Abstract 5531: The Impacts of Thin-Slice Contrast-Enhanced Computed Tomography and Rapid Cortisol Measurement During Adrenal Venous Sampling
Background: It has been considered that Adrenal venous sampling (AVS) is the golden standard to identify primary aldosteronism (PA). However, there have been technical difficulties in AVS, especially in right AVS. Therefore, we investigated whether the anatomical examination of adrenal vein using thin-slice contrast-enhanced computed tomography (CT) and the monitoring cortisol concentrations during catheterization affect the success rate of AVS in patients with suspected of having PA.
Methods: Forty-eight patients who were suspected of having PA, were enrolled. Thin-slice contrast-enhanced CT with 1.2mm-slice and rapid cortisol assay using electro chemiluminescent Immunoassay (ECLIA) were performed in 18 patients (Group I). Contrast-enhanced CT with 5mm-slice were performed in 20 patients (Group II). Samples were collected from the vena cava as well as from right and left adrenal veins. We evaluated the procedure success rate and the total radiation time in two groups.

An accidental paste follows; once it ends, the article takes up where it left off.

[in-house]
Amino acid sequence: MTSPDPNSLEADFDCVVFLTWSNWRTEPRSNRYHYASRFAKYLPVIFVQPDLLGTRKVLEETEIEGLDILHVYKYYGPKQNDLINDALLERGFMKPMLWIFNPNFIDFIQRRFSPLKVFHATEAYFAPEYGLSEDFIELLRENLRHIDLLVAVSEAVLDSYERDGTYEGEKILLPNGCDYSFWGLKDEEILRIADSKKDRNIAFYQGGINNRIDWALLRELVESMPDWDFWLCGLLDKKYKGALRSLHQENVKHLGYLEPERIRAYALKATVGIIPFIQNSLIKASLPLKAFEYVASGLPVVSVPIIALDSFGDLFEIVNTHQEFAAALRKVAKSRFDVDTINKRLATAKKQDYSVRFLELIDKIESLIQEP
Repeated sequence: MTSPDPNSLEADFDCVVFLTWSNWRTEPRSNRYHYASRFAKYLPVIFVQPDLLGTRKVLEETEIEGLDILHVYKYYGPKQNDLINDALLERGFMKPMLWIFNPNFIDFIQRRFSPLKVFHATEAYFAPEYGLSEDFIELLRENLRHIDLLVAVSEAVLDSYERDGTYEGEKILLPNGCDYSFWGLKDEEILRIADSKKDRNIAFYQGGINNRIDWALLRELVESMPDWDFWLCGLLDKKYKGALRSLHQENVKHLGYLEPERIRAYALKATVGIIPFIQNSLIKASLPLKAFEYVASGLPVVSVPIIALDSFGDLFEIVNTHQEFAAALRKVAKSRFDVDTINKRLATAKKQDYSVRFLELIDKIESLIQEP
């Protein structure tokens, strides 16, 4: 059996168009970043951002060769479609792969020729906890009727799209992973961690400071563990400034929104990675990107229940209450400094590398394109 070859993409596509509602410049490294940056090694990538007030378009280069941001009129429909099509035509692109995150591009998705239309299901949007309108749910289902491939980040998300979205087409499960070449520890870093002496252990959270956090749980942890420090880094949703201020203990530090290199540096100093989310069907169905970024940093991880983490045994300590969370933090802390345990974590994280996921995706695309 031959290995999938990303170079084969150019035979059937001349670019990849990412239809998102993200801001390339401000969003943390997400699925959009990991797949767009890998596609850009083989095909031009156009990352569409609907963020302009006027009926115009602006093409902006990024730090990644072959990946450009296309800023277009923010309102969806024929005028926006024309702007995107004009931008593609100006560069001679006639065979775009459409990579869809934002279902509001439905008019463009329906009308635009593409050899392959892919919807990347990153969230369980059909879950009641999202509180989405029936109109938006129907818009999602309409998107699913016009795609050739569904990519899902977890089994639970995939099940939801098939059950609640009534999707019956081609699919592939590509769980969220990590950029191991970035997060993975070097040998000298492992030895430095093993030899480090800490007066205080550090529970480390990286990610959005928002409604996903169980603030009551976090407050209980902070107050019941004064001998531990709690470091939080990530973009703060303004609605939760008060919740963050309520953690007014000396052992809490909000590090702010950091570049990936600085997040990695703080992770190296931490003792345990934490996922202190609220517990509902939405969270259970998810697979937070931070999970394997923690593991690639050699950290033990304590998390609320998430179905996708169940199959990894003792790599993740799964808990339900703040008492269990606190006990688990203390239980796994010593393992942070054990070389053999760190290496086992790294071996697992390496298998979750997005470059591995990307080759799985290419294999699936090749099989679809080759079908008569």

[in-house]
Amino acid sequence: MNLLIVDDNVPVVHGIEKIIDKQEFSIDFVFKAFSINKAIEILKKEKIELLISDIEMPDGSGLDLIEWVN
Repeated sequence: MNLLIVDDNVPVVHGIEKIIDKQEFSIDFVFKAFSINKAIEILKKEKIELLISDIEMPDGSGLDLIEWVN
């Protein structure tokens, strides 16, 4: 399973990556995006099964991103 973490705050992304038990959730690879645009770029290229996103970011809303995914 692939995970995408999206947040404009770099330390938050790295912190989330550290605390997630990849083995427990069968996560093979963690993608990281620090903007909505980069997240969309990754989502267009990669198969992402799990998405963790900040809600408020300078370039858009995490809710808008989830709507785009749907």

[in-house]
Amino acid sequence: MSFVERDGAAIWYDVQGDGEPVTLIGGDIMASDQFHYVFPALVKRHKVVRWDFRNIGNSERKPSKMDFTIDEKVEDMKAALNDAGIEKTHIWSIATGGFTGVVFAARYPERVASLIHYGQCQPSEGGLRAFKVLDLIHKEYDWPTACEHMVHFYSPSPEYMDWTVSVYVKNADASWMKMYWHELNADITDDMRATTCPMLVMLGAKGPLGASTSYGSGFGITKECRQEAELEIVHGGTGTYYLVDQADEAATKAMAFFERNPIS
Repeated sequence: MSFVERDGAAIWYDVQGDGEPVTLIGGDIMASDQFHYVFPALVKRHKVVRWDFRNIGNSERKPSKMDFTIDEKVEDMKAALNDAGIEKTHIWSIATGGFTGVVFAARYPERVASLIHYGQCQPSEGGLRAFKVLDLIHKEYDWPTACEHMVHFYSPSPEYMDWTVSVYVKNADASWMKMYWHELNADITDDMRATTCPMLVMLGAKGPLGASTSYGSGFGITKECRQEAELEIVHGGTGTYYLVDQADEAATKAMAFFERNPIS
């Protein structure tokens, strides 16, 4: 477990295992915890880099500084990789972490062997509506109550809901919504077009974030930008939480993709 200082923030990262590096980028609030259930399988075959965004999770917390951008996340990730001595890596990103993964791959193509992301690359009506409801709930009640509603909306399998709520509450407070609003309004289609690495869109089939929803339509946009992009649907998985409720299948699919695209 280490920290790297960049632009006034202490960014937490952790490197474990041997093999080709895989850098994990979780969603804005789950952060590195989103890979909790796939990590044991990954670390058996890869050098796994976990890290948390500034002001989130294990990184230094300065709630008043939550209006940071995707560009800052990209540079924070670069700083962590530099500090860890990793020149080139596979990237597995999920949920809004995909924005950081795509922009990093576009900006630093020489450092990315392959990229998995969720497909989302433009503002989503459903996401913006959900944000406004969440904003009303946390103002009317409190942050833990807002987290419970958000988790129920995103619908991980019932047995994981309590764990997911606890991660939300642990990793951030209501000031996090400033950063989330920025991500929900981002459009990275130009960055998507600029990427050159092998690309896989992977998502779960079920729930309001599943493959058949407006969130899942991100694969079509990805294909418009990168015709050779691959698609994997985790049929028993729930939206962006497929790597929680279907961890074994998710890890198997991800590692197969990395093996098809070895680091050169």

Results: Date are expressed as the mean±SEM. The patients characteristics were similar in the two groups. On contrast-enhanced CT, right adrenal vein was detected in all patients in Group I (100%) although it was detected only 11 patients (55%) in Group II (p<0.05). The success rate of AVS was significant higher in Group I (96%), than in Group II (30%, p<0.0001) while the success rate of left AVS was not different in the two groups. The total radiation time was shorter in Group I (22±8 min) than Group II (32±9 min, p<0.05).
Conclusions: Anatomical examination using thin-slice contrast-enhanced CT and intraoperative cortisol assays increase the procedure success rate, and decrease the duration time of radiation. The rapid cortisol assay kit might be valuable and timely information for improving the success rate of adrenal venous sampling.
This research has received full or partial funding support from the American Heart Association, National Center.